Sometimes I Feel Bad For Kendrick Lamar

The Compton rapper brought his Kunta Groove Sessions tour to Terminal 5 in New York, where his earnest craftsmanship battled the crowd’s party vibes.

Photographer Sam Balaban
Sometimes I Feel Bad For Kendrick Lamar

Kendrick Lamar has braids. After sporting a hardy classic fade for a few years and then flirting with mini-twists for a minute, he recently enlisted someone to guide his hair into seven cornrows, tight to his scalp. When I first saw a photo of his new look, I joked about it online, posting a quip that was still getting retweeted weeks later. On Monday night, after leaving his Kunta Groove Sessions show at Terminal 5, a friend concurred hilariously in a text that read only, Braids on football stitches. I walked into a pole laughing.

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The hairstyle is fine, and maybe even cute, but it feels notable for being the first time there has ever been anything to say about Kendrick Lamar, Serious Rapper™, that didn’t involve music. Over the course of his career, there have been no salacious relationship details to gossip about, no vague late-night subtweets to parse through for label drama, no paparazzi shots to turn into quick-hitting memes. Even his one bit of headline-news, an incendiary verse on the unreleased Big Sean cut “Control,” could be neatly understood as, Kendrick Lamar cares more about his craft than you do.

Whereas peers like Drake and Meek Mill, both of whom he called out in that “Control” spasm, are full-fledged personas in rap and beyond, Lamar has found success in going the opposite way, leaning into the studio and staying out of the club. On his debut full-length good kid, m.A.A.d city and the 2015 follow-up To Pimp a Butterfly, the Compton rapper established himself as King Kendrick: conceptual artist, grand thinker, perpetual worrywart, the kind of dues-paying kid that older, self-identified “real hip-hop heads” are proud to list as a current fave.

Sometimes I Feel Bad For Kendrick Lamar

On stage at Terminal 5, for what was billed as an “intimate” performance and originally booked at the considerably smaller Webster Hall, Lamar ran through hits and deep cuts from his repertoire, treating crowd-pleasing bangers like “Swimming Pools (Drank)” and “m.A.A.d. city” with the same enthusiasm as lesser known tracks. There is no impassioned Yawk! Yawk! Yawk! to stomp along to on much of To Pimp a Butterfly, but he dove in anyway, backed by a skilled band of teenagers who helped him translate the cinematic sweeps of his recordings to the stage with a grandeur that's unprecedented for the rapper's live shows. Behind him, a backdrop alternated between red, blue, and purple—not-at-all subtle nods to his stance on gang culture, which he has immortalized on record and in sneaker form.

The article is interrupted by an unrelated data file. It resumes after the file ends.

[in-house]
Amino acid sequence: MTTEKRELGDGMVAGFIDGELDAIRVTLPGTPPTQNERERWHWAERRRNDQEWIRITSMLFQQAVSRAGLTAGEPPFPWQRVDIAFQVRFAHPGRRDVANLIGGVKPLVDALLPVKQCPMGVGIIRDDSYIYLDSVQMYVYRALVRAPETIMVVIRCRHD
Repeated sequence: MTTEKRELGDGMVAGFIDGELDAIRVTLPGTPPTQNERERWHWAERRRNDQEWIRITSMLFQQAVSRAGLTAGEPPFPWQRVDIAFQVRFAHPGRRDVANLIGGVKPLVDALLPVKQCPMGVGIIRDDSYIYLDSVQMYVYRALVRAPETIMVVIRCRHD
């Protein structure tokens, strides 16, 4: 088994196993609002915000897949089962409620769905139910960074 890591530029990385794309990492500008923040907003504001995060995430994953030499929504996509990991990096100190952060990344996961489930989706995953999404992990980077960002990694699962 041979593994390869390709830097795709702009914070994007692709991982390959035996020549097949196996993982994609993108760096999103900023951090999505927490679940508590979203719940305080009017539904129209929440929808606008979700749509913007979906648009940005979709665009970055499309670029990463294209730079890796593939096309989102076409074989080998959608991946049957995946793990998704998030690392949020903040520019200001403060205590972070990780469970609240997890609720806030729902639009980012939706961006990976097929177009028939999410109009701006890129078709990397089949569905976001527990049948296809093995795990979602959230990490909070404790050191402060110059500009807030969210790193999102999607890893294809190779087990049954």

But for all of his earnest, music-first hard work, there is a disconnect between Lamar and his vast fanbase, which bought 320,000 copies of To Pimp a Butterfly in its first week and pushed it to land a No.1 Billboard debut. An album is a controlled space, conceptualized and executed in a vacuum, but add several hundred drunk partygoers to the mix and its meaning necessarily shifts. Lamar, who deals in motifs of gang life and poverty, blackness and masculinity, hope and fundamental despair, lords over records with excruciating attention to detail. But his auteurial intent doesn't always land in person. When he raps about alcoholism (on "Swimming Pools"), colorism and self-hatred ("The Blacker The Berry"), and mental health ("i"), the songs become disfigured, turned into party anthems under his watch but not necessarily with his consent. In those moments, it’s hard not to feel bad for Lamar. People want a lot of what he has to offer, and a lot of what he doesn't.

Sometimes I Feel Bad For Kendrick Lamar
Sometimes I Feel Bad For Kendrick Lamar
Sometimes I Feel Bad For Kendrick Lamar